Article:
These appeals comprise ten volumes and more than 2,000 pages of record and transcripts from four days of jury trial of a motion to enforce attorneys' settlement.
In 1987, L. O. Benton bought 54 percent of Pembroke State Bank's shares but still did not have control of it. Large amounts of shares are owned by sisters Carolyn Bryan and Dorothy Warnell. Miss Warnell, age 81, is an invalid; Mrs. Bryan, age 79, has her power of attorney. Their nephews, Herbert and Brooks Warnell, own fewer shares. Benton needed to purchase more than 900 shares from minority shareholders. When Benton's offer of $3,000 per share was refused, the bank stopped paying dividends. Benton hired attorney Ben Johnson, and in 1990 the bank proposed a reverse stock split whereby minority shareholders' shares would be bought for $2,200 per share. Four shareholders including Herbert and Brooks Warnell hired an attorney, Noel Osteen. Only those four persons signed a retainer agreement, but the agreement states that it "shall [also] apply to [these persons]: Carolyn W. Bryan [176.4 shares], Dorothy Warnell [241.6 shares], [and three others]." None of those persons signed Osteen's retainer.
Osteen resisted the reverse stock split and filed suit for damages, naming as plaintiffs Brooks, Herbert, and the other two family members who signed Osteen's retainer agreement. In March 1991 Osteen and Johnson reached a settlement. Osteen then met with his "clients." Mrs. Bryan was not present, but Osteen explained the settlement to her on the phone. All the Warnells agreed to this settlement, but Osteen did not enforce it. In March 1992 the trial court ordered Osteen to add all his "clients" as plaintiffs 50 the settlement could be enforced. Osteen notified Hank Haynes, who is a timber consultant and is Mrs. Bryan's friend, and Steve Lewis, an attorney who attended meetings for her. Haynes wrote Osteen that Mrs. Bryan expected the settlement to be enforced. Instead, in January 1993 Osteen negotiated a new settlement.
In February 1993 Osteen met with the Warnells. Haynes attended for Mrs. Bryan and Miss Warnell but had no authority to agree to the new settlement for them. Osteen testified Haynes authorized the settlement. Haynes testified he did not have such authority and that he only said Mrs. Bryan indicated she would do what Brooks did. Herbert was unsure but agreed to go along with the other family members. Brooks was not present; his 40 shares would not affect the deal, but Mrs. Bryan was influenced by his feelings. Haynes, Osteen, and Johnson came up with a "special deal" for Brooks, allowing him to agree to the settlement so as to influence his aunt but then "opt out" himself six months later. In April 1993 all of Osteen's "clients" signed the second settlement agreement except Brooks and the aunts. Herbert then withdrew his agreement. Osteen withdrew from the case.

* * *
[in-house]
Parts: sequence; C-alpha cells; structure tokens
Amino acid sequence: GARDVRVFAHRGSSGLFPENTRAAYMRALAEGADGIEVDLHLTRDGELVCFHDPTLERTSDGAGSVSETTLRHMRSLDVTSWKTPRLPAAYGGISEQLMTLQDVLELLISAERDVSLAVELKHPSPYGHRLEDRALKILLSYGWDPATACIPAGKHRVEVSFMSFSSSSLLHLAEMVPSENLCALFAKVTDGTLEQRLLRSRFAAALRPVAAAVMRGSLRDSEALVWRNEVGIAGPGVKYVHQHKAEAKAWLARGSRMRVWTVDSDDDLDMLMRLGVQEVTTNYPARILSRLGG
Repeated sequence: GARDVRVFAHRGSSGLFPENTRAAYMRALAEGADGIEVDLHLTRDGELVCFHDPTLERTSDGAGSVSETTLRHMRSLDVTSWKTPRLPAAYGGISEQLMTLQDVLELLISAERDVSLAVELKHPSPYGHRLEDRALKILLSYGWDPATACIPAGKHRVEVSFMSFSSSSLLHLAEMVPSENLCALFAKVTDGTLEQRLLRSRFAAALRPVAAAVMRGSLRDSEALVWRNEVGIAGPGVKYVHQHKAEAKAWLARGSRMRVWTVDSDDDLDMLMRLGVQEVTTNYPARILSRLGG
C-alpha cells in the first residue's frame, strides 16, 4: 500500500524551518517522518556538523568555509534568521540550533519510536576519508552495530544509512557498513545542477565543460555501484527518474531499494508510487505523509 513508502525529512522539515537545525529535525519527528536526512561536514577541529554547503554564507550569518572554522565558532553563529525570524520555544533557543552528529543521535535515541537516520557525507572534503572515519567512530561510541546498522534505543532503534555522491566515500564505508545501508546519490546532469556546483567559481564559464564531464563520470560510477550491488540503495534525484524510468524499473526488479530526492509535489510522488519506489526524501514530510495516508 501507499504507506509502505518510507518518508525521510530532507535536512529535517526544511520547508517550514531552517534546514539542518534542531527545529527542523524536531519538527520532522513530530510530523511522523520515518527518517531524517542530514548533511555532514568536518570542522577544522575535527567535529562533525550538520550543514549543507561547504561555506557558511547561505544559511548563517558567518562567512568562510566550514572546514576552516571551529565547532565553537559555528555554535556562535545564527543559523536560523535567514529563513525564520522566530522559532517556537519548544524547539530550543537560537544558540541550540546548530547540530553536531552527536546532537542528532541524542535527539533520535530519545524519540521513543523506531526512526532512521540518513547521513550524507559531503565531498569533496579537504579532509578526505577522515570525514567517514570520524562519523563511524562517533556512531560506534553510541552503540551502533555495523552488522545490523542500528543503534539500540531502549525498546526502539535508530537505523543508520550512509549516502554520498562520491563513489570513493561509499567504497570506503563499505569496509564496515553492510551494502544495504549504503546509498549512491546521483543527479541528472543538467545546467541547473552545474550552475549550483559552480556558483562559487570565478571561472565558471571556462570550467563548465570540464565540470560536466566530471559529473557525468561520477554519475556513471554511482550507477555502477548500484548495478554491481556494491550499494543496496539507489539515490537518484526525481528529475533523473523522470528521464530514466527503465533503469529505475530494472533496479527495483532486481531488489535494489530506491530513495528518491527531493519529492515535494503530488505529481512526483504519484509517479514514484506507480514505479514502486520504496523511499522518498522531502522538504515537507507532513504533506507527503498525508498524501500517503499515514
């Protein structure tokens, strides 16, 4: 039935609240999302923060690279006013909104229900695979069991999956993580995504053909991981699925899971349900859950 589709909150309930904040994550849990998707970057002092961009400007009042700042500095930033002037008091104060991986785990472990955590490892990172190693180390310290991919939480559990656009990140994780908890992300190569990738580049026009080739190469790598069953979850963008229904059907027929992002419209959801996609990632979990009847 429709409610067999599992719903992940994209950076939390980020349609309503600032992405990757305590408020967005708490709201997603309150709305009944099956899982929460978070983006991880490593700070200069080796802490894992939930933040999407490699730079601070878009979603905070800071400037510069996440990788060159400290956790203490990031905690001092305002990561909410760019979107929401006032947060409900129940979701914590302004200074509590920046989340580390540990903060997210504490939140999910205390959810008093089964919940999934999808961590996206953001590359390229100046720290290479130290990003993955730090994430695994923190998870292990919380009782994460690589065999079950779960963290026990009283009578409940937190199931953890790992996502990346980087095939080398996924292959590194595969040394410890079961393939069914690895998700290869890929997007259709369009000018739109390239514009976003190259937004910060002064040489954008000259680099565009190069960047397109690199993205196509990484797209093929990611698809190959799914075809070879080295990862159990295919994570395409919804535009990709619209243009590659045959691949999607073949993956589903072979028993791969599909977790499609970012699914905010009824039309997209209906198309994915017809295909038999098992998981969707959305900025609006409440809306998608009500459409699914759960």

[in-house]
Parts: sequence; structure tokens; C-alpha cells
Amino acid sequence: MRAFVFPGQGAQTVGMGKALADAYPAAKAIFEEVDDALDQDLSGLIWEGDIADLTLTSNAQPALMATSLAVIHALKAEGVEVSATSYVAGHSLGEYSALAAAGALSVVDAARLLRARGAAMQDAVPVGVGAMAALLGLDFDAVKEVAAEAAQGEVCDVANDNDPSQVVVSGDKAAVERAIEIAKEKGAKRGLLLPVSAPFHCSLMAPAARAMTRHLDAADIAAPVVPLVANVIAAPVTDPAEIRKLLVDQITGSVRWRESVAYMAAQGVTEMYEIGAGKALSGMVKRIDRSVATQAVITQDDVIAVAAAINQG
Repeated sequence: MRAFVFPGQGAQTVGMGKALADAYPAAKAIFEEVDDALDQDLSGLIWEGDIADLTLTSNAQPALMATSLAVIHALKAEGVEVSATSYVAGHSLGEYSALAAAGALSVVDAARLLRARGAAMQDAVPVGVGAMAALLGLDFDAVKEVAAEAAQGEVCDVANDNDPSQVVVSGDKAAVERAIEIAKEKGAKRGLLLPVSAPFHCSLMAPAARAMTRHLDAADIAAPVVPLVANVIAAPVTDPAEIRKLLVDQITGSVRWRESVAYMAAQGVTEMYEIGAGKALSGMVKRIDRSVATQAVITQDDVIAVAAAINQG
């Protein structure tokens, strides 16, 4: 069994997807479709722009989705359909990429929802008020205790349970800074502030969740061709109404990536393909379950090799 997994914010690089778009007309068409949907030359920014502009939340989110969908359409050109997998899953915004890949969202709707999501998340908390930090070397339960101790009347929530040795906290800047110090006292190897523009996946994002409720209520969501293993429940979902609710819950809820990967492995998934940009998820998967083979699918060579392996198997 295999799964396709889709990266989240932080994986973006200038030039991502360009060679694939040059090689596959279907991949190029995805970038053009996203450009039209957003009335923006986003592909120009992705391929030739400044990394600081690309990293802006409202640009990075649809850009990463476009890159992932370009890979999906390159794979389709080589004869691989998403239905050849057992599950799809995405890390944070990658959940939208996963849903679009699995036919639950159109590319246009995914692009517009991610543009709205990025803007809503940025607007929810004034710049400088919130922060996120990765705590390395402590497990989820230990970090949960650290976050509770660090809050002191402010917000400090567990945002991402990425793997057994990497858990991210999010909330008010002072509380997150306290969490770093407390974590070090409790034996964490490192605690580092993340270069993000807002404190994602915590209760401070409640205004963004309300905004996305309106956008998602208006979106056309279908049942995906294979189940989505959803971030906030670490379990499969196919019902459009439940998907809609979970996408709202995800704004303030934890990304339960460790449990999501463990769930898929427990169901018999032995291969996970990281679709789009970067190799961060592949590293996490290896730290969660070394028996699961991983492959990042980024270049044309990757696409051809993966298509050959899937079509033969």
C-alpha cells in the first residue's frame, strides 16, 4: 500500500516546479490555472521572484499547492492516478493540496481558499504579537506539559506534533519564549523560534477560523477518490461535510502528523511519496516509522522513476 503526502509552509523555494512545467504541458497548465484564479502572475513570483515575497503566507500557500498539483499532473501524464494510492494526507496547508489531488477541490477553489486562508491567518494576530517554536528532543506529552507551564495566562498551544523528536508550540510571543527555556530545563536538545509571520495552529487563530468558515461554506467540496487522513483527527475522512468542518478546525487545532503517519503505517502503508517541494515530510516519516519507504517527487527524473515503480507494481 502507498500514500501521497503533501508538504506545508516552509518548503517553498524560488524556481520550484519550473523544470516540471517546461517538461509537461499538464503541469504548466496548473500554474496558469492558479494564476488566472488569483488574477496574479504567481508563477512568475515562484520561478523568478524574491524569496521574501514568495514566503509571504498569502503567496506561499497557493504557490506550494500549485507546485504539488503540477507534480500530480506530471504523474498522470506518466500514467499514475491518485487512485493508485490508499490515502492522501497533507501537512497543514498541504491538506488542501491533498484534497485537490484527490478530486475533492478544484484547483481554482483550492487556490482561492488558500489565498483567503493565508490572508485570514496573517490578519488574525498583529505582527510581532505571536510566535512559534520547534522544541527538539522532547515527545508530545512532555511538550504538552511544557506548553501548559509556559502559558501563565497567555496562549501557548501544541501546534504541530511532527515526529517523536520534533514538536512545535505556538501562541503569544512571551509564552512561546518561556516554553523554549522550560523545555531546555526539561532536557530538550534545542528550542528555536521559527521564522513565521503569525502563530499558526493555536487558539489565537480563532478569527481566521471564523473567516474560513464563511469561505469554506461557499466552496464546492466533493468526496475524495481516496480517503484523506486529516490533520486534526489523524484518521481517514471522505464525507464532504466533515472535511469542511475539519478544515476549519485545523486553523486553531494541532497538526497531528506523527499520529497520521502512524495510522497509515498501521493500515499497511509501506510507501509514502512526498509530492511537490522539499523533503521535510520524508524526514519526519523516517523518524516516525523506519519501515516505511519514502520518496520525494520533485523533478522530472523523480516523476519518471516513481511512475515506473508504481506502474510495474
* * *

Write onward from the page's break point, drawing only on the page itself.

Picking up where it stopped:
Mrs. Bryan testified as follows: Hank Haynes went to meetings for her because she had to nurse her sister; he reported to her, but she never told him he could speak for her. She saw no need to be involved in the lawsuit and did not know of Osteen's retainer signed by her nephews. No one had authority to hire a lawyer for her. Nobody had her power of attorney. She never considered Osteen her attorney; "he has never communicated with me except one time, and [Steve Lewis] was my attorney." (Lewis did not testify.) The only letter she got from Osteen was one saying he was "no longer [my] attorney, [which] was quite a shock 'cause I didn't know he was my attorney in the first place." Osteen called her once about the first settlement; he said he could get $2,725 per share; she agreed because it was in cash and because her family could not negotiate without her. It upset her to learn Osteen "was getting $300,000 for his fee and was not giving us but $2,725 per share and he was getting all that money off of [our] stock. [And] I was . . . paying my own attorney. So I was paying twice." The second agreement would allow Benton not to pay for seven years; she did not sign it because she did not like it.
Brooks Warnell testified he felt Osteen tricked him by putting his aunts' names on his fee agreement. In 1991 he agreed to the first settlement. A year and a half passed; the family waited to get paid but heard nothing. Then they heard the court had ordered Osteen in September 1992 to enforce the first settlement. They got a transcript of those proceedings from a court reporter and when they read it, they were "floored. He was just arguing [not to enforce the first settlement]. He wasn't arguing for us. . . . He just kind of went in with them." Osteen proposed a deal where the family would get paid in 12 years; Osteen would get his $300,000 up front "and us not get a thing. And so we all turned it down." Brooks did not like the second settlement. He did not like the "special deal" the lawyers arranged for him to influence his aunt.
Opposing counsel Johnson claims he never had "one iota of doubt that Mr. Osteen had anything other than complete authority" to represent and settle for Brooks and Herbert Warnell, Mrs. Bryan, and Miss Warnell.
To enforce the second settlement, in June 1993 the trial court again ordered all of Osteen's clients to be named plaintiffs. Brooks and Herbert Warnell, Mrs. Bryan, and Miss Warnell hired new counsel and sued Benton et al. for gross mismanagement and bad faith.